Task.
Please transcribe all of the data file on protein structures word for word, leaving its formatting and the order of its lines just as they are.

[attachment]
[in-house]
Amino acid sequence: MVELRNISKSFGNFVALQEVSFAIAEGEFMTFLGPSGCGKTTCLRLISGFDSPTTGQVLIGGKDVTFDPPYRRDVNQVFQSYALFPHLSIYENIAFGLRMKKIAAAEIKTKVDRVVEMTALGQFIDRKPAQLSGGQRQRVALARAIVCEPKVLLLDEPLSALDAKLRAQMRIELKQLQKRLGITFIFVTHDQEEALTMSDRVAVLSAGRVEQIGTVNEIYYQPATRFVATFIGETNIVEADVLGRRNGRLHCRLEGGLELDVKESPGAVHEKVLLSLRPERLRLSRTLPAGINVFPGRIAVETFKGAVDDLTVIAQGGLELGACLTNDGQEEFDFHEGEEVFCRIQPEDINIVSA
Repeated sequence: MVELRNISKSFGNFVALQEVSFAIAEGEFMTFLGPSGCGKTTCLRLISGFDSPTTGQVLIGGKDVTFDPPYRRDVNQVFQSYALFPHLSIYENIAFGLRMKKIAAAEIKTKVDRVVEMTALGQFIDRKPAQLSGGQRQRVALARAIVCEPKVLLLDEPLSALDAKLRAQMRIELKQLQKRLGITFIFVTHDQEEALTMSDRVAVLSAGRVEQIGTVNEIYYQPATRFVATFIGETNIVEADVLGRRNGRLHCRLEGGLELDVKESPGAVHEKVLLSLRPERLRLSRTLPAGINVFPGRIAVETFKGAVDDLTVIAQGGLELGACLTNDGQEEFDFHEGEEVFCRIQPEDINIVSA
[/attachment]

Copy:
[in-house]
Amino acid sequence: MVELRNISKSFGNFVALQEVSFAIAEGEFMTFLGPSGCGKTTCLRLISGFDSPTTGQVLIGGKDVTFDPPYRRDVNQVFQSYALFPHLSIYENIAFGLRMKKIAAAEIKTKVDRVVEMTALGQFIDRKPAQLSGGQRQRVALARAIVCEPKVLLLDEPLSALDAKLRAQMRIELKQLQKRLGITFIFVTHDQEEALTMSDRVAVLSAGRVEQIGTVNEIYYQPATRFVATFIGETNIVEADVLGRRNGRLHCRLEGGLELDVKESPGAVHEKVLLSLRPERLRLSRTLPAGINVFPGRIAVETFKGAVDDLTVIAQGGLELGACLTNDGQEEFDFHEGEEVFCRIQPEDINIVSA
Repeated sequence: MVELRNISKSFGNFVALQEVSFAIAEGEFMTFLGPSGCGKTTCLRLISGFDSPTTGQVLIGGKDVTFDPPYRRDVNQVFQSYALFPHLSIYENIAFGLRMKKIAAAEIKTKVDRVVEMTALGQFIDRKPAQLSGGQRQRVALARAIVCEPKVLLLDEPLSALDAKLRAQMRIELKQLQKRLGITFIFVTHDQEEALTMSDRVAVLSAGRVEQIGTVNEIYYQPATRFVATFIGETNIVEADVLGRRNGRLHCRLEGGLELDVKESPGAVHEKVLLSLRPERLRLSRTLPAGINVFPGRIAVETFKGAVDDLTVIAQGGLELGACLTNDGQEEFDFHEGEEVFCRIQPEDINIVSA